Finally, out of sheer curiosity, I asked one of them how it worked and why he was using it. After rather proudly showing me how it was a GPS system that moved when he did, thus always showing the route a few hundred meters ahead (but with a sidebar that showed the whole route along with a progress report on how far he had gone and how far he had to go), he seemed to have difficulty with the second part of the question. At first I thought I had misstated my question (Japanese is not my native language), but I had stated it correctly. He thought I meant something beyond the obvious. Rather quickly, we determined that while I was walking through Tokyo (his hometown), just using my memory of where I wanted to go and various landmarks, he had no idea even which direction to go. Once we figured that out, it was easy. Unfortunately, I also had to tell him that he had a really long way to go, which he had sort of realized, and his phone was trying to tell him, but he had not really understood.
Moving on through the quiet and very polite crowds, it got darker and became a bit eerie. Tokyo is normally a very bright place but any of the lights were out. There was no blackout; it was simply that quite a few places were closed. The restaurants and such still open appeared to be doing a booming business. At one point, not being so young and feeling a bit footsore, I thought about alternative modes of transportation. It was obvious from the closed train and subway stations that the choice was either busses, taxis or continue on foot. I saw dozens of people trying to waive down taxis with no success. I saw a bus headed toward Shinjuku and thought momentarily about trying to take a bus. I then realized that there was a long line of people at the bus stand—I counted more than 60 at about every stand I passed—and that the busses were absolutely packed with people. I was actually walking faster than the busses were moving because of an almost solid traffic jam on all the main streets.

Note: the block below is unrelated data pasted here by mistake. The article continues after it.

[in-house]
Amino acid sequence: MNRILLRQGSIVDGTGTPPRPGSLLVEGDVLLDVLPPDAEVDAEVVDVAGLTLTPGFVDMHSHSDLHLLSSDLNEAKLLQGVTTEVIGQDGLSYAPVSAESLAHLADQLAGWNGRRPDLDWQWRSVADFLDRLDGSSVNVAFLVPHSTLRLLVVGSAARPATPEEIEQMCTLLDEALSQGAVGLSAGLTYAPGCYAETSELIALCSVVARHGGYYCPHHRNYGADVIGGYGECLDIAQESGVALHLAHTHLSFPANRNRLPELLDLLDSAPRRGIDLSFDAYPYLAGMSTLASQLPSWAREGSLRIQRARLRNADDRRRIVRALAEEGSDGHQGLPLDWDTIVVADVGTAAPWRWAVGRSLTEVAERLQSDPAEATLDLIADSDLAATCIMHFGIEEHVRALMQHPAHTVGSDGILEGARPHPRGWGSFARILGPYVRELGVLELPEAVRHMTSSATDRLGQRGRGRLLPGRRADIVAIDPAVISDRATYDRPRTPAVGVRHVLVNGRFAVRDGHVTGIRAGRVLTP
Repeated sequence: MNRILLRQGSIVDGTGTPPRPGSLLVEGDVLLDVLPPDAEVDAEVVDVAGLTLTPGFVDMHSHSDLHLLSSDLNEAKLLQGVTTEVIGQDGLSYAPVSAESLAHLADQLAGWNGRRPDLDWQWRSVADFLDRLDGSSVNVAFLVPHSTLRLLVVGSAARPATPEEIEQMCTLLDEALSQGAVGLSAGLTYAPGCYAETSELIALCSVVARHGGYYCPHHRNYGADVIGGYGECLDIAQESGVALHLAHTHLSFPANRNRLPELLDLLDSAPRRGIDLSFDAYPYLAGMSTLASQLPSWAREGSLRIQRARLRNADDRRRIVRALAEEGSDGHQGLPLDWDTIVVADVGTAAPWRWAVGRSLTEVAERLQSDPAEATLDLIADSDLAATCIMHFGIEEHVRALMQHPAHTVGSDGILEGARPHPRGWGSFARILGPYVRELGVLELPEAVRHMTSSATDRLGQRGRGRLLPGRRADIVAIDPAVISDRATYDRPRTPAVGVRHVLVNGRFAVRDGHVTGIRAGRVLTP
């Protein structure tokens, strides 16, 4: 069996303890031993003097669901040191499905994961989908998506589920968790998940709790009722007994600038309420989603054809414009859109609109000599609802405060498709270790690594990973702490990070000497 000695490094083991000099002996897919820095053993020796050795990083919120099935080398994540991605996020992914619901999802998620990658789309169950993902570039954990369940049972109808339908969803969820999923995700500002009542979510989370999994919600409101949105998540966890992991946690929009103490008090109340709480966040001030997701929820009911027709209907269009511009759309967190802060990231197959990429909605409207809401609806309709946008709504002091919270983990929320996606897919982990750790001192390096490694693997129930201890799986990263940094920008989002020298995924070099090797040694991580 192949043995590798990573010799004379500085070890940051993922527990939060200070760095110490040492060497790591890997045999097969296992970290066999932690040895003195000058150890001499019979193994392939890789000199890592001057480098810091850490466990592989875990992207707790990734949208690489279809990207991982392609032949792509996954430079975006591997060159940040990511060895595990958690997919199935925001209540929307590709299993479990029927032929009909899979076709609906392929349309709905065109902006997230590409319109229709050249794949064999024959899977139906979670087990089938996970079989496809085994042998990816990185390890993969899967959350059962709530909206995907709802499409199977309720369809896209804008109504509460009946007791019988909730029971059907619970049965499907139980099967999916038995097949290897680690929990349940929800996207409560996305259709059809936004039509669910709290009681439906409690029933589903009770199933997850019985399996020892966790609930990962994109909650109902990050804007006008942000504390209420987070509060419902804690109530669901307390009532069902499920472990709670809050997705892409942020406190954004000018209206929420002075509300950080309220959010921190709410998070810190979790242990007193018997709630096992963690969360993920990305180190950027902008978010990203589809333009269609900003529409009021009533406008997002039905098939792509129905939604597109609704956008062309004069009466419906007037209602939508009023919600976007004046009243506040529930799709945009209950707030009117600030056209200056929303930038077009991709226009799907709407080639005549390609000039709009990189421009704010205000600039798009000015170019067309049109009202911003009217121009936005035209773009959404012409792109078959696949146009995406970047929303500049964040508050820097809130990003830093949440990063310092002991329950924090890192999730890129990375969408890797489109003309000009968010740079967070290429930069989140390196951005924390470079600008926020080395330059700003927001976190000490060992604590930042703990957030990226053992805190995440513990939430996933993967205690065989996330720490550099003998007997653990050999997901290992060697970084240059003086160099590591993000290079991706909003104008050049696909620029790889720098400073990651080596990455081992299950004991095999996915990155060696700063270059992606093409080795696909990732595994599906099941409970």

After a couple of hours of walking, I was home. My apartment was a bit of a mess but nothing catastrophic had happened. I have been wondering what this experience would have been like in another city. I was born in New York and the great blackout a couple of decades ago might have been similar in some ways, but was it as quiet and polite? Looking at the number of people crammed into the busses, would Americans have packed themselves so tightly, and politely, into busses?
Later that night, the subway I usually ride came back on line. That night and Saturday, line by line, the various trains and subways reported at least partial service. All tracks need to be checked before the trains run again, and with the multiple aftershocks, delays are inevitable. Even now, five days after the quake, the lines are running fewer trains than usual to conserve electricity. Fukushima #1 power plants provide a significant percentage of the electricity for Kanto. A policy of rolling blackouts has been instituted by the government to save electricity. March 11 is behind us, but we are all still feeling its effects.